List of national parks of Namibia

This is a list of national parks in Namibia.

National parks

Other protected areas

See also

External links

Bwabwata National Park

Bwabwata National Park is a protected area in northeastern Namibia that was established in 2007 and covers 6,274 km2 (2,422 sq mi). It was created by merging Caprivi Game Park and Mahango Game Reserve.

It is situated in the Zambezi and Kavango East regions, extending along the Caprivi Strip. It is bounded by the Okavango River to the west and the Kwando River to the east. Angola lies to the north and Botswana to the south.

The area is an important migration route from Botswana to Angola for African elephant and some other game species. It is an unusual Protected Area as about 5,500 people live in the park. The Namibian government involves park residents and neighbours in planning and managing the park.

Iona – Skeleton Coast Transfrontier Conservation Area

The Iona–Skeleton Coast Transfrontier Conservation Area is a proposed transfrontier conservation area for which four areas are being considered as components.

Two in Angola are the:

Iona National Park, and the

Namibie Partial Reserve.The Namibian components will be the:

Skeleton Coast National Park that shares a common boundary with Iona National Park along the Cunene River, and a proposed contractual conservation area involving local communities in the Kunene and Erongo Regions. This area is provisionally known as the

North West People’s Conservation Area (Also known as NWPCA).

Mangetti National Park

Mangetti National Park is a national park located in northern Namibia. The park was established in 2008 and has a size of 420 km2 (160 sq mi).

Namib-Naukluft National Park

The Namib-Naukluft Park is a national park of Namibia encompassing part of the Namib Desert (considered the world's oldest desert) and the Naukluft mountain range. With an overall area of 49,768 km2 (19,216 sq mi), the Namib-Naukluft is the largest game park in Africa and the fourth largest in the world. The most well-known area of the park is Sossusvlei, which is the main visitor attraction in Namibia.

A surprising collection of creatures survives in the hyper-arid region, including snakes, geckos, unusual insects, hyenas, gemsboks and jackals. More moisture comes in as a fog off the Atlantic Ocean than falls as rain, with the average 106 millimeters of rainfall per year concentrated in the months of February and April.

The winds that bring in the fog are also responsible for creating the park's towering sand dunes, whose burnt orange color is a sign of their age. The orange color develops over time as iron in the sand is oxidized, like rusty metal; the older the dune, the brighter the color.

These dunes are the tallest in the world, in places rising more than 300 meters (almost 1000 feet) above the desert floor. The dunes taper off near the coast, and lagoons, wetlands, and mudflats located along the shore attract hundreds of thousands of birds.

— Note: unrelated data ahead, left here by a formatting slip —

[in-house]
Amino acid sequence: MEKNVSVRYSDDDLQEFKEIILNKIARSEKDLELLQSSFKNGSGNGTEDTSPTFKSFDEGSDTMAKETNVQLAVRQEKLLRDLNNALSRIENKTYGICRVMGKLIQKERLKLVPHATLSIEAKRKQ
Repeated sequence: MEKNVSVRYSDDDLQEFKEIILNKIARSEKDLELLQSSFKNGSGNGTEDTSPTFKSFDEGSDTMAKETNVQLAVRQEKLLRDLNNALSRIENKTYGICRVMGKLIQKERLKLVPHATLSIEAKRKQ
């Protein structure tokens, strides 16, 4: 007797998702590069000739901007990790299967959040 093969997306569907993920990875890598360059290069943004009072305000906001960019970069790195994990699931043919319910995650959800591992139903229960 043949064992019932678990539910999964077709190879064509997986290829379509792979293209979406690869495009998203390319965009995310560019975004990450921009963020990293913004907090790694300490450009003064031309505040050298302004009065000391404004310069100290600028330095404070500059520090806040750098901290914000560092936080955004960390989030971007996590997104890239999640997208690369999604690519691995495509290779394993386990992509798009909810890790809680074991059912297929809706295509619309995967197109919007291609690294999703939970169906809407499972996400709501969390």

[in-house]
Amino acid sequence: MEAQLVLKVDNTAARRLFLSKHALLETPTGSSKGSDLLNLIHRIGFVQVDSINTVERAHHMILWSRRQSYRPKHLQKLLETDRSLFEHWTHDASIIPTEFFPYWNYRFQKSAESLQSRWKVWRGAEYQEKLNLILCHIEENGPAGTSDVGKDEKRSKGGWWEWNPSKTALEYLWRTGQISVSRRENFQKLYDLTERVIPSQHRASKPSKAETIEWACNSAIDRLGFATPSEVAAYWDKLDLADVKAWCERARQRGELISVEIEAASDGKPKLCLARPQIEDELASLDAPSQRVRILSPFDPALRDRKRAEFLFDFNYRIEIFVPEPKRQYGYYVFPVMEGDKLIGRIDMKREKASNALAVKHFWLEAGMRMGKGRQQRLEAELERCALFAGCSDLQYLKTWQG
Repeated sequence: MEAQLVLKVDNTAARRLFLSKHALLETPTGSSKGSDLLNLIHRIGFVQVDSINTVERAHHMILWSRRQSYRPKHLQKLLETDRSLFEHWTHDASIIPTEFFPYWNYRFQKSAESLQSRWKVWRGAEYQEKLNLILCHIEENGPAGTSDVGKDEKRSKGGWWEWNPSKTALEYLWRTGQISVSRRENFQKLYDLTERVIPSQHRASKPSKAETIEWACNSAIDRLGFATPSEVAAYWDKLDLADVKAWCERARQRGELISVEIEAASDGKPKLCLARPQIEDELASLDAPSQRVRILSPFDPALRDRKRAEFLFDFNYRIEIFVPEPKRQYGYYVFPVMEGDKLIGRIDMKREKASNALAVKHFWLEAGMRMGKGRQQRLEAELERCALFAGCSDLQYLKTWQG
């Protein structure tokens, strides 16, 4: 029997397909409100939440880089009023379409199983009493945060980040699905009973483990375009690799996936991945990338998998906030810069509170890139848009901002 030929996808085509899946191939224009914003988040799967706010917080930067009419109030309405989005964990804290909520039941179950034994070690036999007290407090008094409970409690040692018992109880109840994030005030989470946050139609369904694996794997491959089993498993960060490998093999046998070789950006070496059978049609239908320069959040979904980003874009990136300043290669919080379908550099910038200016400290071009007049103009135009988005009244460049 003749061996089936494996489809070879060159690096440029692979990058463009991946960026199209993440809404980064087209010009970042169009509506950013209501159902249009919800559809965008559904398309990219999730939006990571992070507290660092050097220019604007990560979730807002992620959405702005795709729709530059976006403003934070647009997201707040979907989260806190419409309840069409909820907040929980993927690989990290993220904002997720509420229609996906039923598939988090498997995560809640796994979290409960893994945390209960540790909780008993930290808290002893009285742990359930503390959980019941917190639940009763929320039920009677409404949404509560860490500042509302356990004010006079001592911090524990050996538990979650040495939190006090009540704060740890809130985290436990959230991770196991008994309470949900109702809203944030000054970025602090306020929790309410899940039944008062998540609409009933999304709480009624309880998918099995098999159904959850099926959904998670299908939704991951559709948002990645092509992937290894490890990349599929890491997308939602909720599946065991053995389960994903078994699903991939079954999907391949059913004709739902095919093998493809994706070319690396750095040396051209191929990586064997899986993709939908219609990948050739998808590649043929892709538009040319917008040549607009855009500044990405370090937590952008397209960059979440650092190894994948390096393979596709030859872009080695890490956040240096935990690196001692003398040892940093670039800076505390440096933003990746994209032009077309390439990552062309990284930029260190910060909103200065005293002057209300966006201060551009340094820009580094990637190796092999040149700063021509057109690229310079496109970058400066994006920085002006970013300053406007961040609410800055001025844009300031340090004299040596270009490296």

'Namib' means "open space", and the Namib Desert gave its name to form Namibia – "land of open spaces". The park was established in 1907 when the German Colonial Administration proclaimed the area between the Swakop River and the Kuiseb River a game reserve. The park's present boundaries were established in 1978 by the merging of the Namib Desert Park, the Naukluft Mountain Zebra Park and parts of Diamond Area 1 and some other bits of surrounding government land.

The park has some of the most unusual wildlife and nature reserves in the world, and covers an area of 49,768 km2 (19,216 sq mi). It's an area larger than Switzerland (41,285 km2), roughly the size of the US states New Hampshire and Vermont combined. The region is characterised by high, isolated inselbergs and kopjes (the Afrikaans term for rocky outcrops), made up of dramatic blood red granites, rich in feldspars and sandstone. The easternmost part of the park covers the Naukluft Mountains.

Skeleton Coast National Park

Skeleton Coast National Park is a national park located in northwest Namibia, and has the most inaccessible shores, dotted with shipwrecks. The park was established in 1971 and has a size of 16,845 km2 (6,504 sq mi). The park is divided into a northern and southern section, the southern section is open to those with 4 wheel drive vehicles, they are allowed to go up (north) as far as the Ugab River Gate (where a sign with a skull and crossbones warns you to go no further). The northern section can only be reached by a fly-in safari, and the area is off-limits to all vehicles.

The list of tourist attractions in the park includes a shipwreck at the South West Seal viewpoint, Huab lagoon and the collapsed oil drilling rig.

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